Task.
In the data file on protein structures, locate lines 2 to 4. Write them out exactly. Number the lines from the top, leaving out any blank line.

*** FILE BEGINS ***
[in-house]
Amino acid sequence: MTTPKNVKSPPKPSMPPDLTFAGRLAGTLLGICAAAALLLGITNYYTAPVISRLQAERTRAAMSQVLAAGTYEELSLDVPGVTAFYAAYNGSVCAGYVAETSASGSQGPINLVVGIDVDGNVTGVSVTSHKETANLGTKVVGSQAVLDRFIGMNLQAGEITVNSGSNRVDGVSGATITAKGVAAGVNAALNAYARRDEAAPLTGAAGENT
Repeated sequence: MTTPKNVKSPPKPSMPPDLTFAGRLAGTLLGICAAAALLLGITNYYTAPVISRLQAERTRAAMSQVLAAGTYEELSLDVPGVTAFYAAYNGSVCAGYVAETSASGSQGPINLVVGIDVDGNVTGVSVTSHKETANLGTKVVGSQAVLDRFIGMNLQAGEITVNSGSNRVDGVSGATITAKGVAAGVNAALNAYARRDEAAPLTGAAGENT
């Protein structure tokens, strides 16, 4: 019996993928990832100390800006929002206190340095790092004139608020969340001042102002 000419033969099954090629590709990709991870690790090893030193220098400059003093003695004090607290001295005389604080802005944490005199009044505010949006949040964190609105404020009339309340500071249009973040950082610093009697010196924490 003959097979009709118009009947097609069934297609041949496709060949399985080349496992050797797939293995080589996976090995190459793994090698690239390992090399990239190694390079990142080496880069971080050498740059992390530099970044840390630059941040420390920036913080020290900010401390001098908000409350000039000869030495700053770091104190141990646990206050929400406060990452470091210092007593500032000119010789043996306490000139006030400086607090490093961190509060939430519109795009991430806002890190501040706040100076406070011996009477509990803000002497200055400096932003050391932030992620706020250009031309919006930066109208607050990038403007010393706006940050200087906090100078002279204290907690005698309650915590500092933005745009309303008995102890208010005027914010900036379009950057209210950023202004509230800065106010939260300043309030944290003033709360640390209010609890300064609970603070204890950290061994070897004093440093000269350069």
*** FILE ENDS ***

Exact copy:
Amino acid sequence: MTTPKNVKSPPKPSMPPDLTFAGRLAGTLLGICAAAALLLGITNYYTAPVISRLQAERTRAAMSQVLAAGTYEELSLDVPGVTAFYAAYNGSVCAGYVAETSASGSQGPINLVVGIDVDGNVTGVSVTSHKETANLGTKVVGSQAVLDRFIGMNLQAGEITVNSGSNRVDGVSGATITAKGVAAGVNAALNAYARRDEAAPLTGAAGENT
Repeated sequence: MTTPKNVKSPPKPSMPPDLTFAGRLAGTLLGICAAAALLLGITNYYTAPVISRLQAERTRAAMSQVLAAGTYEELSLDVPGVTAFYAAYNGSVCAGYVAETSASGSQGPINLVVGIDVDGNVTGVSVTSHKETANLGTKVVGSQAVLDRFIGMNLQAGEITVNSGSNRVDGVSGATITAKGVAAGVNAALNAYARRDEAAPLTGAAGENT
């Protein structure tokens, strides 16, 4: 019996993928990832100390800006929002206190340095790092004139608020969340001042102002 000419033969099954090629590709990709991870690790090893030193220098400059003093003695004090607290001295005389604080802005944490005199009044505010949006949040964190609105404020009339309340500071249009973040950082610093009697010196924490 003959097979009709118009009947097609069934297609041949496709060949399985080349496992050797797939293995080589996976090995190459793994090698690239390992090399990239190694390079990142080496880069971080050498740059992390530099970044840390630059941040420390920036913080020290900010401390001098908000409350000039000869030495700053770091104190141990646990206050929400406060990452470091210092007593500032000119010789043996306490000139006030400086607090490093961190509060939430519109795009991430806002890190501040706040100076406070011996009477509990803000002497200055400096932003050391932030992620706020250009031309919006930066109208607050990038403007010393706006940050200087906090100078002279204290907690005698309650915590500092933005745009309303008995102890208010005027914010900036379009950057209210950023202004509230800065106010939260300043309030944290003033709360640390209010609890300064609970603070204890950290061994070897004093440093000269350069």